The LHWCA permits those who have been injured while working on or in connection with a vessel on a navigable U.S. waterway to recover compensation for their injuries from their employers. The Act generally is applicable to those who are engaged in maritime employment, including longshoremen, harbor workers, shipbuilders, ship repairers and ship breakers. "Navigable waterway" has been interpreted to also include adjoining areas, like piers, wharves and docks, routinely used in loading, unloading, repairing or building a vessel. Thus, workers who have been injured while employed to fix heavy machinery on a floating oil rig may qualify under the LHWCA.

The LHWCA was meant to provide coverage for those workers who would be excluded from the definition of seamen under the Jones Act. Unlike the Jones Act, the LHWCA is a workers' compensation program, which means that a worker does not have to prove the employer's negligence caused the worker's injury.

Under the LHWCA, injured workers are entitled to payment of all reasonable and related medical expenses. They also are entitled to compensation for lost wages during the period they are unable to return to work. Generally, wages will be paid at a rate of 66.66% of the worker's average weekly wage, subject to a federally imposed minimum and maximum weekly rate cap. Eligible injured workers also may be entitled to permanent impairment payment and vocational rehabilitation benefits.

Survivor benefits in case of death are paid to the spouse or other eligible surviving family members at a rate of 50% of the worker's average weekly wage, until death or remarriage. If the deceased worker is survived by children, the survivor benefits are increased by an additional 16.66%.

Outer Continental Shelf Lands Act (OCSLA)

Those who have been injured while working on a fixed oil rig or offshore gas pipeline may be entitled to relief under the Outer Continental Shelf Lands Act. The OCSLA provides compensation for those who have been injured or lost their lives while working on "operations conducted on the outer continental shelf (OCS) for the purpose of exploring for, developing, removing or transporting by pipeline the natural resources, or involving rights to the natural resources, of the subsoil and seabed of the OCS."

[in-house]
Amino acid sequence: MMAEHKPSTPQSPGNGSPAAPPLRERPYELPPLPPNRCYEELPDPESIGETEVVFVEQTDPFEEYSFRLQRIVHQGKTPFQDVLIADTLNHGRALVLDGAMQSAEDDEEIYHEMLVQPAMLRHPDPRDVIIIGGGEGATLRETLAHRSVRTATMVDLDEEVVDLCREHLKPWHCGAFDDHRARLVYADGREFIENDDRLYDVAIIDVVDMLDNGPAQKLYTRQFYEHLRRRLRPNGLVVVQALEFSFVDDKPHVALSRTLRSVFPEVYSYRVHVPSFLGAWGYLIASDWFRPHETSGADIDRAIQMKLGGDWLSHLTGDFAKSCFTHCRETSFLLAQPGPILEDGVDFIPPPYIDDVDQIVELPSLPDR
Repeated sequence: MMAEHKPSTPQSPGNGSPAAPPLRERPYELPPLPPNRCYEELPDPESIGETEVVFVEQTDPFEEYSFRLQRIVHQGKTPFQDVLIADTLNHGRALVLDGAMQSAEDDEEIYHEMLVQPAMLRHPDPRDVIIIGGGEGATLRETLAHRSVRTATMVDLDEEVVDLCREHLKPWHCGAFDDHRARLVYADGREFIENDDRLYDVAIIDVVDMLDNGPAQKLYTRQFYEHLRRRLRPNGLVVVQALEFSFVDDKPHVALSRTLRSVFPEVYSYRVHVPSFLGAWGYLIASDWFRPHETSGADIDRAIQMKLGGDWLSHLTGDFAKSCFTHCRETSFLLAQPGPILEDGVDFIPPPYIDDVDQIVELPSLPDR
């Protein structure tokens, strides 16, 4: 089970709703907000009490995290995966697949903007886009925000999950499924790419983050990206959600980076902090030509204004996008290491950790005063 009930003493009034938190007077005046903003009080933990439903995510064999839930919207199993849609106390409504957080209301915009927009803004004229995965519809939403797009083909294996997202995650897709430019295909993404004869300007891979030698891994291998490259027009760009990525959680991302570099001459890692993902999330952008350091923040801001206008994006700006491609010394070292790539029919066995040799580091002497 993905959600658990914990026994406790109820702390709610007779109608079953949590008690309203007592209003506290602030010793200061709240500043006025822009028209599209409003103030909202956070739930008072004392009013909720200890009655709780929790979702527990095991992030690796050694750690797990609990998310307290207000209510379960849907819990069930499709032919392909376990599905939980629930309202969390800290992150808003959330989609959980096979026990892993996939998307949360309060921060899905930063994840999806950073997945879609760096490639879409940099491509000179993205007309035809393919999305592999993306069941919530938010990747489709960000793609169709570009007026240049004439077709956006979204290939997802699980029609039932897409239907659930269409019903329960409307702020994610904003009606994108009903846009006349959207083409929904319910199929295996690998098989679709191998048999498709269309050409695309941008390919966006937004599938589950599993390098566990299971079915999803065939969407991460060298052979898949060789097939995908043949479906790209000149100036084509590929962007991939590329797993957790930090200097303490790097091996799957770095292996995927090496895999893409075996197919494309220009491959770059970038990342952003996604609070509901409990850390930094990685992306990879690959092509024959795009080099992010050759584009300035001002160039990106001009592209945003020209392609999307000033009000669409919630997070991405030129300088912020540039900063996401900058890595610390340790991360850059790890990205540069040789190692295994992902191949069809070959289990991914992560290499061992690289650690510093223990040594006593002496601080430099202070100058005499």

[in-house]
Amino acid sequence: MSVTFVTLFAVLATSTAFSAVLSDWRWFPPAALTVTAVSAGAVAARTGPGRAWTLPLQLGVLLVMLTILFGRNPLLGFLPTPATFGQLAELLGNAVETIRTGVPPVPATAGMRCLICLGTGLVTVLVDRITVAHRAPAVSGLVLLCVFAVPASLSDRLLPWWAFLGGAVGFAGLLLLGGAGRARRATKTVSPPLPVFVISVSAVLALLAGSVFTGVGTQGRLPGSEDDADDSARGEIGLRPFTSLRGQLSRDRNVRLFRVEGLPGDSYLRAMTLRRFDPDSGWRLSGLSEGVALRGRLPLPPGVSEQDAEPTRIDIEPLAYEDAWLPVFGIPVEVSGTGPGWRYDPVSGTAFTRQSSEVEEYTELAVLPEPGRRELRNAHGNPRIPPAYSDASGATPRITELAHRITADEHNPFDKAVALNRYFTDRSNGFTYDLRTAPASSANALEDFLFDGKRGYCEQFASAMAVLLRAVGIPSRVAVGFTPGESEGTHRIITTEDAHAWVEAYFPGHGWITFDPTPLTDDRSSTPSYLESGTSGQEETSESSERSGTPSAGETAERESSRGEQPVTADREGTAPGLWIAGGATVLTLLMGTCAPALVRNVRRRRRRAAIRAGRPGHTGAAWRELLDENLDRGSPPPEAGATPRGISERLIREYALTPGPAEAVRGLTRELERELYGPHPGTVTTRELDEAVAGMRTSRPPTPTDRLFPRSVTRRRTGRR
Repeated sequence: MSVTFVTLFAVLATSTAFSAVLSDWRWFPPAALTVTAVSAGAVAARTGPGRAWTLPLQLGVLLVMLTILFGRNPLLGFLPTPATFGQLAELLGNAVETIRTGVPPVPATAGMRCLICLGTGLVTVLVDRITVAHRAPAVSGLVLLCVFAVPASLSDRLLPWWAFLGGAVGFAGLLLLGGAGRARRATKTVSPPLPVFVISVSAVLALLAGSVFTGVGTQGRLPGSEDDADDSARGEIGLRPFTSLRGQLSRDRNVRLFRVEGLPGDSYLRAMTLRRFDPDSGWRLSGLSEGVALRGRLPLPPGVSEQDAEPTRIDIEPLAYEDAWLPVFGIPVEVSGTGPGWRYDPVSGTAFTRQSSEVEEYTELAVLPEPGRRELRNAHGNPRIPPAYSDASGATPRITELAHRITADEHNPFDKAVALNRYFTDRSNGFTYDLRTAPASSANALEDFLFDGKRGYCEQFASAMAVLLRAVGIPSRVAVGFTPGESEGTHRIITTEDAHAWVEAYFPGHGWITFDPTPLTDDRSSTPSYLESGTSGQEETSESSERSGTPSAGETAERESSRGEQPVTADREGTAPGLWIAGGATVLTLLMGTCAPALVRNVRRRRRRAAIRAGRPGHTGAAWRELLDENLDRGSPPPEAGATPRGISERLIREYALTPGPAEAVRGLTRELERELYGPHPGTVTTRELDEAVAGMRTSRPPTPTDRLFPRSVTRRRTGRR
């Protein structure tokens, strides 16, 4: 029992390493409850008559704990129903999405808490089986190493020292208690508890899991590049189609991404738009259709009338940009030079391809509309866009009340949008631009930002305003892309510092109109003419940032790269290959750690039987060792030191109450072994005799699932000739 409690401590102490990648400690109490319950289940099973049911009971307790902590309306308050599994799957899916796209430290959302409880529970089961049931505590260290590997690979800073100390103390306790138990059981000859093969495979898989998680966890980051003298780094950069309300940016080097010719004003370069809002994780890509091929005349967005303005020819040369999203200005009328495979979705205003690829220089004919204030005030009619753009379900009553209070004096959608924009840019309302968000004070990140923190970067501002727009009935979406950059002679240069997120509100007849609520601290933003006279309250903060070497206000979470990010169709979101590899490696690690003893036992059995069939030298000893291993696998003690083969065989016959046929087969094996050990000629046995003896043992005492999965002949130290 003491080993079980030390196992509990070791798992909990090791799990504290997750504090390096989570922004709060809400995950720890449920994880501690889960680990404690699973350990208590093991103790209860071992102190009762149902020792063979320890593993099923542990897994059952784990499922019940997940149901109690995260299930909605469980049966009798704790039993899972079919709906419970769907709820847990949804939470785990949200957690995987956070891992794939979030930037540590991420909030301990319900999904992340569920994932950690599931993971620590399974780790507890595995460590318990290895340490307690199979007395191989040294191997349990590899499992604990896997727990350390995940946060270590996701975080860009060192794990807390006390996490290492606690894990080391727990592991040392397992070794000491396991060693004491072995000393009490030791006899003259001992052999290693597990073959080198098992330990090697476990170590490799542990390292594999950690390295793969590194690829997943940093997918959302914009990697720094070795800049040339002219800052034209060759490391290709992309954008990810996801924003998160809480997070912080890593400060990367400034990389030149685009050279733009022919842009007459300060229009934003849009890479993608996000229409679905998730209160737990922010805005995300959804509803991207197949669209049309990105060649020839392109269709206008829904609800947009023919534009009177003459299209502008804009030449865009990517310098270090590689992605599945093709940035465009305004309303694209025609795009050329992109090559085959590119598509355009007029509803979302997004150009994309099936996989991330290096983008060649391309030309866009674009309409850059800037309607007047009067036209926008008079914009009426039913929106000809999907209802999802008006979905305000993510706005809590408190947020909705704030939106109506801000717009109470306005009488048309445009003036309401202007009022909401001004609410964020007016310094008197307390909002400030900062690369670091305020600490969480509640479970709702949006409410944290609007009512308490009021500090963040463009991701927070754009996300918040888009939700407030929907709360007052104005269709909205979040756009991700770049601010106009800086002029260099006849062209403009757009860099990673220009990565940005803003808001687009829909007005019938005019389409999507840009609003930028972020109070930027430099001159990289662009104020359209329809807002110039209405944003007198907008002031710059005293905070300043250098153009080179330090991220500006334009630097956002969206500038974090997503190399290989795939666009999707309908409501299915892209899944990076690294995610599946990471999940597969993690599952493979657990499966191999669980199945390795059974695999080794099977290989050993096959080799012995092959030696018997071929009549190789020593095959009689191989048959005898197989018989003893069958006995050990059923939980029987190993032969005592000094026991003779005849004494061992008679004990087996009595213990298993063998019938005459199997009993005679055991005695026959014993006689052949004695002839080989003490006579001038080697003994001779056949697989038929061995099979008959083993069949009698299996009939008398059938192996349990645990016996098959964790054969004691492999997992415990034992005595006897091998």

The OCS is made up of any submerged lands that exist beyond state territorial waters but still within U.S. territorial waters, which generally is three miles out from the shore. Additionally, this includes any structures affixed to the OCS, like oil drilling platforms.

Workers who qualify under the OCSLA and are injured during the scope of their employment are entitled to the same compensation that is available under the LHWCA, including medical benefits, wage replacement and survivor benefits.

Contact an Attorney Today

Gas pipeline workers who are employed at an onshore location also are entitled to recover for their injuries under state law. Generally, this will mean filing a workers' compensation claim for payment of their medical expenses and lost wages. If workers' comp benefits are not available, the injured worker may be able to file a negligence claim against the responsible party, whether it is the employer or a third party.

Some employers in this dangerous line of work may be less than forthcoming about their legal obligations to injured employees. Do not accept your employer's word as the law. For more information on your legal rights following an oil rig or gas pipeline accident or injury, contact an experienced attorney today.